Cranberry

Cranberries

 

In their natural habitat, Cranberries grow vigorously in acidic, sandy,cold water bogs which were made by glacial deposits. The plant is a long lived, dwarf, creeping shrub, or vine, which runs up to 2 m long and 10 to 20 cm in height. It has a small leaf and produces berries, which turn bright red when ripe.

In the early 1600’s the Native Americans showed the Pilgrims how to collect and use these fruits. Cranberries quickly became an important food source in colonial New England with the women inventing Cranberry sauces,tarts and other new recipes.

These days harvesting usually takes place by either, flooding the bogs and then corralling together the floating cranberries for harvesting, or by a dry harvest method that involves combing the fruit from the vines.
Common Name: Cranberry
Botanical Name: Vaccinium macrocarpon
Other Names: Ibimi (bitter berry), Atoqua (good fruit), Sassamanesh, Bearberry, Craneberry
Growing area: Native to north-eastern United States and southern Canada

Nutrients & Applications:
Cranberries contain proanthocyanidins (tannins), anthocyanins (bioflaveniods),and organic acids and are a rich source of vitamin A, carotene, thiamine, riboflavin, niacin, and vitamin C. They also contain many essential minerals such as sodium, potassium, calcium, magnesium, phosphorus, copper, sulphur, iron, and iodide.

Traditionally the native Americans crushed tart, unripe, raw Cranberries into poultices which were used for healing scrapes, sores and arrow wounds because, raw, they have an astringent effect that reduces bleeding. Cranberries were also used as a cure for indigestion, brewed into a tea to help calm nerves and Indian women used Cranberry juice to dye rugs and blankets.These indigenous peoples ate Cranberry as a staple food as early as 1550. Fruits were picked in autumn and dried or stored fresh for the winter food supply.The preservative benzoic acid occurs naturally in Cranberries, thus making them well suited for storage. Mashed Cranberries were mixed with cornmeal and baked into bread. Crushed Cranberries were mixed with dried deer meat and melted fat to form pemmican, a portable food for hunting trips, trade expeditions and a survival ration for the winter months. American whalers and other mariners embarking from New England ports carried barrels of Cranberries on board to prevent scurvy.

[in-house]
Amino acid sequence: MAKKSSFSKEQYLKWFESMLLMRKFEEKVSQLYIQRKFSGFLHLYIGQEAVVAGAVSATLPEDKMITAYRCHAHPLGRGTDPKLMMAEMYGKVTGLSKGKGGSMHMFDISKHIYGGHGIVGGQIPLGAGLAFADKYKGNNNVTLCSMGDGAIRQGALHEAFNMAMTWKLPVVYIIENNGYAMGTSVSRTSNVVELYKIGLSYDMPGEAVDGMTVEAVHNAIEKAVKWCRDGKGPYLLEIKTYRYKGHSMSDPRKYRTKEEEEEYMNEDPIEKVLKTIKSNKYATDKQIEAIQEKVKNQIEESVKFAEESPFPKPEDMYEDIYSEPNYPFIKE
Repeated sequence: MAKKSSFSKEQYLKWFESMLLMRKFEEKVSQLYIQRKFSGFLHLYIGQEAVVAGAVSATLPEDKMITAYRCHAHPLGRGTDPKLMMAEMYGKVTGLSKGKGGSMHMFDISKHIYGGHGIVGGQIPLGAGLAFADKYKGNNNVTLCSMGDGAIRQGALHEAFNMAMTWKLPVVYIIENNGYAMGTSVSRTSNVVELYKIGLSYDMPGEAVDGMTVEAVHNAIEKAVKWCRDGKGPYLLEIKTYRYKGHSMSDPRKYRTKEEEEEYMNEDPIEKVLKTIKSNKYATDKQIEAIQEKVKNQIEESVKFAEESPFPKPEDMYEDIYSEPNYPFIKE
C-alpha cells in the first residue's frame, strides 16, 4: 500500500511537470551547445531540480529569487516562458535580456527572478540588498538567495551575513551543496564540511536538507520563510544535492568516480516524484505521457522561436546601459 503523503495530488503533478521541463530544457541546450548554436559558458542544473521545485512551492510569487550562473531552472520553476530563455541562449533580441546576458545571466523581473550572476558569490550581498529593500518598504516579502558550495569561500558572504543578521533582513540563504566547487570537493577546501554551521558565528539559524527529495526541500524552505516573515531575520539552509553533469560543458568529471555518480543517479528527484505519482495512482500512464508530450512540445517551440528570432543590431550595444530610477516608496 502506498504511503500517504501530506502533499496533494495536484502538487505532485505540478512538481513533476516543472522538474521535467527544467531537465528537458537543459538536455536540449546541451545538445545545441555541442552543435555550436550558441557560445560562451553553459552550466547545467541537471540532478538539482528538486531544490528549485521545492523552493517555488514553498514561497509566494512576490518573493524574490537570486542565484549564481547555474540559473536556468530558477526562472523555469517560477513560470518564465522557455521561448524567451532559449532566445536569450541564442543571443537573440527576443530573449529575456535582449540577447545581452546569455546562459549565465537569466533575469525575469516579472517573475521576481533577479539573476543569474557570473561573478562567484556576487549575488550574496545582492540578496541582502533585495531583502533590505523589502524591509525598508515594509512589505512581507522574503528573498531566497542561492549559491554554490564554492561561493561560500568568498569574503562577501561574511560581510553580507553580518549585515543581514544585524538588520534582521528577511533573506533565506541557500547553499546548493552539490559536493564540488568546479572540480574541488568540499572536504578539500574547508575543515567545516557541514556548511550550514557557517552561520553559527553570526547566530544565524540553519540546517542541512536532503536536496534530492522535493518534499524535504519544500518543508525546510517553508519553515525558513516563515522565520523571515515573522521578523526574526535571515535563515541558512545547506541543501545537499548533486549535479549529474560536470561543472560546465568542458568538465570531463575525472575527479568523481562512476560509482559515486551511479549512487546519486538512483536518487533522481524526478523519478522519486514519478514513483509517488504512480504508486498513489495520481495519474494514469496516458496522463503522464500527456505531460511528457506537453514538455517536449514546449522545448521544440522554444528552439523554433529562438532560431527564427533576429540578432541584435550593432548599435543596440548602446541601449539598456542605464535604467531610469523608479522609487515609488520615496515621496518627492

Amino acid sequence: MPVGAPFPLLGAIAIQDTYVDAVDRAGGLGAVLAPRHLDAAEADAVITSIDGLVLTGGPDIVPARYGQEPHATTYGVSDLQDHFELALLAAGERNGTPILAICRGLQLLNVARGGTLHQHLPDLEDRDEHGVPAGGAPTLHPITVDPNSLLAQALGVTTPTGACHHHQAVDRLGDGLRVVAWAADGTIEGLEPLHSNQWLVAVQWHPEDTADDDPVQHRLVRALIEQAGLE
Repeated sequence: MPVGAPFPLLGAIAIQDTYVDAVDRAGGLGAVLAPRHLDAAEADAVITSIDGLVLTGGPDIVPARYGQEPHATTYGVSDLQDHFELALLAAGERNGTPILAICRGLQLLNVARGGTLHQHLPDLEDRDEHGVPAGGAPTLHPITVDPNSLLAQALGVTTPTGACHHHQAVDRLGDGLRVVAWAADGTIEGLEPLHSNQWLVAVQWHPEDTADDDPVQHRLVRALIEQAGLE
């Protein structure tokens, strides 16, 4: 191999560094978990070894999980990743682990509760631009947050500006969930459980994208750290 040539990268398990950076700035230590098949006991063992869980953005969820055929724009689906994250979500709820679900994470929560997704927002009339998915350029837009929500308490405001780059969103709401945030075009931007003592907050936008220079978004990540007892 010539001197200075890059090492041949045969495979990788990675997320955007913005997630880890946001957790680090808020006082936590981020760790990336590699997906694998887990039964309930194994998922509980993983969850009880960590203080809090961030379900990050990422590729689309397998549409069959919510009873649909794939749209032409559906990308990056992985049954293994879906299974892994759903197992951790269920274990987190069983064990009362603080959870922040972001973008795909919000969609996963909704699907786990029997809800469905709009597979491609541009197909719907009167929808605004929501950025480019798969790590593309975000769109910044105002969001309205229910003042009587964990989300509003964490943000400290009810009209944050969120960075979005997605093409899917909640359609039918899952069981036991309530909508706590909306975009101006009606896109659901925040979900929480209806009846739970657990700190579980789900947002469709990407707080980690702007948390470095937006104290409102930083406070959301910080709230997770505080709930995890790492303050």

Nowadays Cranberries are used to prevent infections and kidney stones, and to support both cardiovascular and dental health. Research shows that it is the proanthocyanidins that are responsible for preventing bladder and urinary tract infections because they inhibit bacteria from attaching to the inside walls of the bladder and urethra, allowing them to be easily flushed out with urine before they multiply and cause infections. They may also help relieve diarrhoea.

The antioxidant compounds in Cranberries as well as cyanidin, peonidin and quercetinmay help prevent cardiovascular disease by counteracting cholesterol plaque formation inthe heart and blood vessels and helping lower LDL cholesterol levels and increasing HDL cholesterol levels in the blood.

Cranberries contain organic acids, including quinic, malic, and citric acids. These compounds, which are responsible for the sour taste of Cranberries, acidify the urine and in the proper dose help prevent kidney stones.Recent studies suggest that Cranberry juice may inhibit the formation of dental plaque and cavities by preventing bacteria from attaching to the gums and teeth, much in the same way they help prevent urinary tract infections.
Cranberries can be eaten fresh or dried, made into jams, tarts and relishes or drunk as juice and tea.

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